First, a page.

I've been playing Tyranids properly for about six months now, and have had mixed results sio far in. Anyone who knows me will understand that I am certainly NOT a competitive player (indeed, I had to ask someone what WAAC stood for recently), so my lists are more a mix of 'what have I got that's fully painted?' and 'what's fluffy?'. Now this means that whilst I am not necessarily picking the best army list, I do have to try that bit harder with my tactics in order to beat my usual Marine opponents!
Whilst I'm pretty au fait with the Tyranid Codex by now, I'm still not convinced that there are that many ultra-powerful builds from the book, although I dare say the tinterweb could offer all sorts of cookie-cutter lists - but that's not really my style. My usual 1,750pt list now consists of:
HQ - Tervigon with Catalyst & Onslaught, Scything Talons & Adrenal Glands
EL - 2 x Zoanthropes
EL - 2 x Zoanthropes with Mycetic Spore
EL - Doom of Malan'Tai with Mycetic Spore
TR - 10 x Termagants
TR - Tervigon with CVatalyst, Scything Talons & Adrenal Glands
TR - 17 x Genestealers
TR - 18 x Genestealers
FA - 3 x Spore Mines
FA - 4 x Raveners with Deathspitters
HVY - Trygon Prime
The plan with this army is relatively simple, and plays to the Tyranids strengths whilst trying to minimise the Codex's much-discussed weaknesses.
The one thing Tyranids do exceptionally well is offering a near limitless number of bugs. Whilst on their own Termagants are weak, in quantities of a hundred or so they do two things: one, soak up valuable missile launcher and bolter rounds, and two, scare the living daylights out of most opponents! That is, in fact, what the Tyranid army is all about for me - an unending swarm of bugs to hold and contest objectives, backed up by a few stronger units to knock out transports and opposing threats.
This is where the Genestealers and Zoanthropes come in - both unit types offer essential anti-tank capability, albeit in very different ways. The Zoanthropes are a very obvious unit to play - put 'em in midfield and shoot (and hide your more fragile units before the invulnerable saving brain-bugs, to boot).
The Genestealers, meanwhile, are my second anti-transport unit. Whilst most folks would suggest infiltrating them, this is actually tantamount to suicide with these glass hammers, Whilst deploying 18" from your opponent is great, you are almost certain to suffer one, if not two shooting rounds before you can charge your opponents' transports, by which time your Genestealers will be little more than purple gore. My preferred way of using Genestealers, then, is actually to play a little more cautiously - something that most Tyranid players struggle with. Most folks see the army as a pure close-assault army, and therefore rush it forward at the earliest opportunity. Simply speaking, THIS DOES NOT WORK! What you'll do is spoon-feed easy to kill units to your opponent, who will simply sit back and shoot you to death, whilst occasionally feeding you a cheap unit to slow your advance. What the Tyranids really need is a degree of patience. Of course you need to swarm forward, but you need to advance in cohesion, using your bigger creatures (in my case the HQ Tervigon, Raveners and Trygon Prime) as a screen to provide the Genestealers with a much-needed 4+ cover save. This approach will mean your Monstrous Creatures take a pounding and die relatively quickly, but you must console yourself that this is their job! It's not the big creatures that will win you the game, it's the objective-holding troops - the Termagants. These easy-to-underestimate bugs are your secret weapon. Whilst your opponent is shooting the big threats (Zoanthropes and MC's) your game-winning Termagants will be hoding in cover and keeping their heads down.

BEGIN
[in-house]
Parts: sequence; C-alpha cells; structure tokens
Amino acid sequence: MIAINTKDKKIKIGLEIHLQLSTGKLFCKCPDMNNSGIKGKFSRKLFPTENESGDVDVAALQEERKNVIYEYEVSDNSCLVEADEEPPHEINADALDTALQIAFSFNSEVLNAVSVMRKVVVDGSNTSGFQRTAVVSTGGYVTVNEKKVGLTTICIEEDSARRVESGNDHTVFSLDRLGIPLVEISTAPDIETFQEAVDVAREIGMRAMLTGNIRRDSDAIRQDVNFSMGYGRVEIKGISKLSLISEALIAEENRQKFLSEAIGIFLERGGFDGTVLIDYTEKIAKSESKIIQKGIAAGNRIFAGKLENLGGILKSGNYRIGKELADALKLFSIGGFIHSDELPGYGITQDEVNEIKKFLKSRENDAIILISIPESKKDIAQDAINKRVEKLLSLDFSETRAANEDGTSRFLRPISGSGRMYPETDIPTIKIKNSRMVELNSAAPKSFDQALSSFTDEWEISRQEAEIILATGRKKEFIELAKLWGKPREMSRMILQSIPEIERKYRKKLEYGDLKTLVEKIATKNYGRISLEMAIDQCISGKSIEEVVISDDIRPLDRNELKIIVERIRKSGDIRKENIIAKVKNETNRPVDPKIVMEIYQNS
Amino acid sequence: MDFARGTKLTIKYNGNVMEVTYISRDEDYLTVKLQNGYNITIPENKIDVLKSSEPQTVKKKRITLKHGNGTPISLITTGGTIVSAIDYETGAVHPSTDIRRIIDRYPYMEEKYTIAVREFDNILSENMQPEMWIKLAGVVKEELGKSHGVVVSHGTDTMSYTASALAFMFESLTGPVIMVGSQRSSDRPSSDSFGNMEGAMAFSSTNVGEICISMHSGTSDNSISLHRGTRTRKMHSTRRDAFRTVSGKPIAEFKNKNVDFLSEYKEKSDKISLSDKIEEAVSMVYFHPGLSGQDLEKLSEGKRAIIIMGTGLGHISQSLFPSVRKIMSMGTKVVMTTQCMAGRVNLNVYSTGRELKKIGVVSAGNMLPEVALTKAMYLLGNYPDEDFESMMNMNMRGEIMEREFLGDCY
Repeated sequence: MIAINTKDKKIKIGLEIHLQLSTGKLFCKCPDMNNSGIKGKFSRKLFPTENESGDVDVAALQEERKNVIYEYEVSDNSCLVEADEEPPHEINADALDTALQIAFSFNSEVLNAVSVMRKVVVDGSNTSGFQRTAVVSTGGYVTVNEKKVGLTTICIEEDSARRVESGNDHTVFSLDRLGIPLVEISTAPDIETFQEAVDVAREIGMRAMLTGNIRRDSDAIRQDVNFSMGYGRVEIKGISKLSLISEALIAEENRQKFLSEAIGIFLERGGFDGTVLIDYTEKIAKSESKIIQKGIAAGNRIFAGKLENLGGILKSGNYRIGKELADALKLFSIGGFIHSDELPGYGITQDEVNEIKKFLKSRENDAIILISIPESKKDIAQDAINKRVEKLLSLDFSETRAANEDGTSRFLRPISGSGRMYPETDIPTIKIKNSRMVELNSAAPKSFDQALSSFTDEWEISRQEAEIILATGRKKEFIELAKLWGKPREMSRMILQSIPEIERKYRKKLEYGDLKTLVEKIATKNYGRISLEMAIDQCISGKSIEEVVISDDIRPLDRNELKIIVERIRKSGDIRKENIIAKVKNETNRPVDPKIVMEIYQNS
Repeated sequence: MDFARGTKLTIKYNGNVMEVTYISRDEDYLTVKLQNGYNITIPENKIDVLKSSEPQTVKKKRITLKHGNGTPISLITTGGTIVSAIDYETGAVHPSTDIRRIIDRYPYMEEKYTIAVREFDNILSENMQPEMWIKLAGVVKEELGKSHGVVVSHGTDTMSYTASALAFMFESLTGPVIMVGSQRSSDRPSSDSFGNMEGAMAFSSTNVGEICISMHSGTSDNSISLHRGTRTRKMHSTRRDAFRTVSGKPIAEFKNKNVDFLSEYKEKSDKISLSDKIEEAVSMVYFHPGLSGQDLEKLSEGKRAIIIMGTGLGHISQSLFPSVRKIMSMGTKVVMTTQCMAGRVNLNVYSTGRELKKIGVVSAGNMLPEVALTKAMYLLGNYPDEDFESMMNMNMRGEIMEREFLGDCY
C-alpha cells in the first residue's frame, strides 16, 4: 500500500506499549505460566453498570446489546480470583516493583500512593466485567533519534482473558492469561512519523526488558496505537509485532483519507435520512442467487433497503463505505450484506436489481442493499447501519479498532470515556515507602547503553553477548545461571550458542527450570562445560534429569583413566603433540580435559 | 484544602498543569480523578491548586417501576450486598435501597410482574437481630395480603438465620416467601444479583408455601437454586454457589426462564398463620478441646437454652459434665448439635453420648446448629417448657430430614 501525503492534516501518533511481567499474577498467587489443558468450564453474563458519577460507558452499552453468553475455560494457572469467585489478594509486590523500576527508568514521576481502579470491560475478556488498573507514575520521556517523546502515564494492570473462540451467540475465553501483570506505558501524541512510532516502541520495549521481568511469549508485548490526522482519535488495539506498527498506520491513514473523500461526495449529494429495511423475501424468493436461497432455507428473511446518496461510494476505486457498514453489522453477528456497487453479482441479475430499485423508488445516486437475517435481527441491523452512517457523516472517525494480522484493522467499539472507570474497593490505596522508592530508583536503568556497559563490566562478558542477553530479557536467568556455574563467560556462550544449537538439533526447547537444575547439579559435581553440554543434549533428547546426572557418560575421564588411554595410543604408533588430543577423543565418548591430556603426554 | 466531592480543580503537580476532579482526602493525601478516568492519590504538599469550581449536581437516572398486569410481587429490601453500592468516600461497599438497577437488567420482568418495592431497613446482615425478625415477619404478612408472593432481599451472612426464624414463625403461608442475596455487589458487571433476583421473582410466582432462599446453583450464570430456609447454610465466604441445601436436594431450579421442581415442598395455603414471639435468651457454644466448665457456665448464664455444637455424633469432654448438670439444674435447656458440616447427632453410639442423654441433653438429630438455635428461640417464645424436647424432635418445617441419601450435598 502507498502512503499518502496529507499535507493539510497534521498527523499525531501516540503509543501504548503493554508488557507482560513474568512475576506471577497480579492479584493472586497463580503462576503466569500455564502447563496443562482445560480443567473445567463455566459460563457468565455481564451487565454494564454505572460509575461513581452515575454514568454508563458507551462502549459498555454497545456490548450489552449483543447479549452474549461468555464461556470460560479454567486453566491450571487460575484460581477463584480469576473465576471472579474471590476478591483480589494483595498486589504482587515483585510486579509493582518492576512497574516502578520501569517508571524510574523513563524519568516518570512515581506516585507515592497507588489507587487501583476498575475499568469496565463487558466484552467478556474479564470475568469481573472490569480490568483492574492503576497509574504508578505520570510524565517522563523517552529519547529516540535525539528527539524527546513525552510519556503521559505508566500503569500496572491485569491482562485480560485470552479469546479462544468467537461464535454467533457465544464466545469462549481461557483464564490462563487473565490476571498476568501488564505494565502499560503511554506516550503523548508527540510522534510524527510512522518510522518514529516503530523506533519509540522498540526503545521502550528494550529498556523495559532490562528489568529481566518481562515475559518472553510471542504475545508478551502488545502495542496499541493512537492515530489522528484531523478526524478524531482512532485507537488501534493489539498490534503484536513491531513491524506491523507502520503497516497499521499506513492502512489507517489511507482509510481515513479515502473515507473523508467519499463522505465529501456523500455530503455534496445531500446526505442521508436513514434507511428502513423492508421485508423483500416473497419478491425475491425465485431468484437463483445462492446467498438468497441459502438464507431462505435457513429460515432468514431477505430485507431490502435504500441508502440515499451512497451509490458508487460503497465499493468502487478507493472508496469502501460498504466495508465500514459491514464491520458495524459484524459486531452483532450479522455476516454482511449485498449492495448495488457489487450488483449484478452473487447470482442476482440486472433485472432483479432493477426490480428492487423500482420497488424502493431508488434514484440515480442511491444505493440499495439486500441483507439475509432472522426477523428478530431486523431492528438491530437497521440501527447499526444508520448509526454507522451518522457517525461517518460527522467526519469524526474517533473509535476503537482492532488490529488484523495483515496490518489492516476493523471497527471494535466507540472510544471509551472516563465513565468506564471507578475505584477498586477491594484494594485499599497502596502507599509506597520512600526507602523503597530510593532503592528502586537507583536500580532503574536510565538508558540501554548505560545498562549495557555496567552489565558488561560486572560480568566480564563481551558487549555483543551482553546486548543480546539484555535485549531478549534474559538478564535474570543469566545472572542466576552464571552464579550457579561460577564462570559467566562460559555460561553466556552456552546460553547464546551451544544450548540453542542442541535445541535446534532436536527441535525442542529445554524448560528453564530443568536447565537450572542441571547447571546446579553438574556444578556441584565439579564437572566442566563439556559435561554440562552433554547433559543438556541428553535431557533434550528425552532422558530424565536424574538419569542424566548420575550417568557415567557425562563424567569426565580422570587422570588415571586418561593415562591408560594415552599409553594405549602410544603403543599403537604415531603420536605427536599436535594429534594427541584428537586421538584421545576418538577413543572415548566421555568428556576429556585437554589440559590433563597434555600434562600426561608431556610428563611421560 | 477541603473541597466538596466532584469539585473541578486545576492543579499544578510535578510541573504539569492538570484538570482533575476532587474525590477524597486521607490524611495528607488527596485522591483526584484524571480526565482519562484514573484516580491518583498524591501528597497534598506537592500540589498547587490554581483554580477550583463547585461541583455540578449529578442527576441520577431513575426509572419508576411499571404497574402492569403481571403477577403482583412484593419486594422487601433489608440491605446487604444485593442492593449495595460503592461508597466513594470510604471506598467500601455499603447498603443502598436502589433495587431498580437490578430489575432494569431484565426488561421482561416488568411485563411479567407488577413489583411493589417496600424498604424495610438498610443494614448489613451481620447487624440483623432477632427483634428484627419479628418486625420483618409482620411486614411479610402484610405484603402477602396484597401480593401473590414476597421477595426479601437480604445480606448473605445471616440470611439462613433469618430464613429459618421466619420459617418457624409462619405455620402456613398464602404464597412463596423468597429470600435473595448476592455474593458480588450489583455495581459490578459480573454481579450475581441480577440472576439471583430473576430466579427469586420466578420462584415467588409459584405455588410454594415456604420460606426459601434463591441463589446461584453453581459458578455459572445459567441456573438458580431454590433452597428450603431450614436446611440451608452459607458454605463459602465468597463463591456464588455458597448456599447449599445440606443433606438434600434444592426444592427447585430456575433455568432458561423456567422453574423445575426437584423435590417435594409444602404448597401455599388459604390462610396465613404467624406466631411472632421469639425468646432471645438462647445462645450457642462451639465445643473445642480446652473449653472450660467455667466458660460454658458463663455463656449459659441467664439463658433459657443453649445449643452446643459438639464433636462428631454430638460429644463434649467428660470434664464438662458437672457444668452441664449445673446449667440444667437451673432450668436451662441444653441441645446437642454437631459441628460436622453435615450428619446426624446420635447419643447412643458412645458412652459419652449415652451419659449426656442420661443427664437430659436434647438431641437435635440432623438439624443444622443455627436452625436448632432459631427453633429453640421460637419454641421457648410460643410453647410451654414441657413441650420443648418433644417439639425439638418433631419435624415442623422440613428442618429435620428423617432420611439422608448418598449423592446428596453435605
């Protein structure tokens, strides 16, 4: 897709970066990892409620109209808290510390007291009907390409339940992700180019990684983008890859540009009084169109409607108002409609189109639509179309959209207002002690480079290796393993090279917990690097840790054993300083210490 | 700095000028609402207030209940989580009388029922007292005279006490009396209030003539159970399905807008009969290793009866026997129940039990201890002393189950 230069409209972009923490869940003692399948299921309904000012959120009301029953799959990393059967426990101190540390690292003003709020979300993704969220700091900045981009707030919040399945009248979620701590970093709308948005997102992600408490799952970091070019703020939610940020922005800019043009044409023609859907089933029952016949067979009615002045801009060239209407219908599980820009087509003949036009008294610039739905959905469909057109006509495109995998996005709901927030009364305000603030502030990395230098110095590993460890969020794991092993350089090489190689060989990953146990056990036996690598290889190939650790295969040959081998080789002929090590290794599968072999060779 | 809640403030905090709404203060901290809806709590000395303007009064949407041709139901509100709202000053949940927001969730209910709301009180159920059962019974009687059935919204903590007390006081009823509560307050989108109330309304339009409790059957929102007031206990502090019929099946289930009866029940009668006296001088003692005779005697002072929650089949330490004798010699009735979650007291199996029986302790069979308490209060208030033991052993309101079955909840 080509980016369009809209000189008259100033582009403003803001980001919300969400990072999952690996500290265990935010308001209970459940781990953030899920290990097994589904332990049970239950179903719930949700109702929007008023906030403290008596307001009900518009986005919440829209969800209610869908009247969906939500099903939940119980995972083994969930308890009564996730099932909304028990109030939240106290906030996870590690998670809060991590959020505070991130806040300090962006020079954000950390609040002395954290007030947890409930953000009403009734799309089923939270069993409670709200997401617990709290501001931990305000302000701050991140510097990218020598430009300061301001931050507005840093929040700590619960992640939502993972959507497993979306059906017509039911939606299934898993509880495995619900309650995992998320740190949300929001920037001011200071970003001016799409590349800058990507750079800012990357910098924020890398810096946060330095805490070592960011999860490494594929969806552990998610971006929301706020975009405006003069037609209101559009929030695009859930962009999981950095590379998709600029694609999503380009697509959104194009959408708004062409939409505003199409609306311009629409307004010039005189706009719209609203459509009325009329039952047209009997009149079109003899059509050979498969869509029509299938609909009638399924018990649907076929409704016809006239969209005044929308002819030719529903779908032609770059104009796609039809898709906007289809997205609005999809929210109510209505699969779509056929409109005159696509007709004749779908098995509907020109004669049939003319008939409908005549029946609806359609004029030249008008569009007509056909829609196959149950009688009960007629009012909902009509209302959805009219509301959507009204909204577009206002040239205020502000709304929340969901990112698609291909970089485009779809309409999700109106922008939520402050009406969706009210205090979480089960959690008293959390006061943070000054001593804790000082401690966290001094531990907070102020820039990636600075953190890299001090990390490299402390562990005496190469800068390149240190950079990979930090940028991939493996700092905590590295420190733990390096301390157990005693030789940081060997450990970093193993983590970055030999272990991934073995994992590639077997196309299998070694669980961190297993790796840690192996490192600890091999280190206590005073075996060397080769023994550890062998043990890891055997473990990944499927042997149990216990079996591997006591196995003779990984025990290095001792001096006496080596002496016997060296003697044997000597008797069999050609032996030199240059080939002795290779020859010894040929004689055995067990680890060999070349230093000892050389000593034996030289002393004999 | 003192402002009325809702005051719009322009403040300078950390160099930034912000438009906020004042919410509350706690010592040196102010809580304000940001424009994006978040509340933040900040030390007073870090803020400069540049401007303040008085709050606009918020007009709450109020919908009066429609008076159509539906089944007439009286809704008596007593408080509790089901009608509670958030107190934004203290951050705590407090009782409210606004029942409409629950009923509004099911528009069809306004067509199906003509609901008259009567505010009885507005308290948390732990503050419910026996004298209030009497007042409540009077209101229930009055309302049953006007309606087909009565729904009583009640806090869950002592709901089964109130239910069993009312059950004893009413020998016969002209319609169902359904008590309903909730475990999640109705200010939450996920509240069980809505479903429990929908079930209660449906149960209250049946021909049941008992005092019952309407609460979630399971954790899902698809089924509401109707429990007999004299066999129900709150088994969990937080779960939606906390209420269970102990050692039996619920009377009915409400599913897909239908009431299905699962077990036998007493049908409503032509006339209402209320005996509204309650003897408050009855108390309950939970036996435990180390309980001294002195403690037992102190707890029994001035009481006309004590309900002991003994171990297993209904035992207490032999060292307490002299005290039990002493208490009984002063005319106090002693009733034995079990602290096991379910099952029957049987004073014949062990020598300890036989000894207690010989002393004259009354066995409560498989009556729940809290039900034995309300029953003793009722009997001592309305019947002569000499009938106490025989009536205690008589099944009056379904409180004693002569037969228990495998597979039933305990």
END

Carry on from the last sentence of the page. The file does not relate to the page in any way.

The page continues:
The biggest weakness in the Tyranid Codex is the criminal lack of anti-tank shooting. Now before you tell me (quite correctly) that the Zoanthropes and Hive Guard are the best anti-tank shooting units in 40k, you just can't have enough of them! And once you factor in psychic tests, poor range and the fact that these creatures will be your opponent's number one target early in the game, you just can't depend on them.
In fact, games involving Tyranids can be simplified to three simple cases:
1. If your opponent is a foot-army, the Tyranids will win.
2. If the Tyranid player gets first turn and gets extremely lucky with his anti-transport shooting, the Tyranid player might manage a lucky win.
3. If the opponent stays in his tanks, he will win.
Unfortunately (for me anyway), it is as simple as that! Paper, scissors, stone. I'd love to hear from other Tyranid players for your thoughts on how to play this army effectively!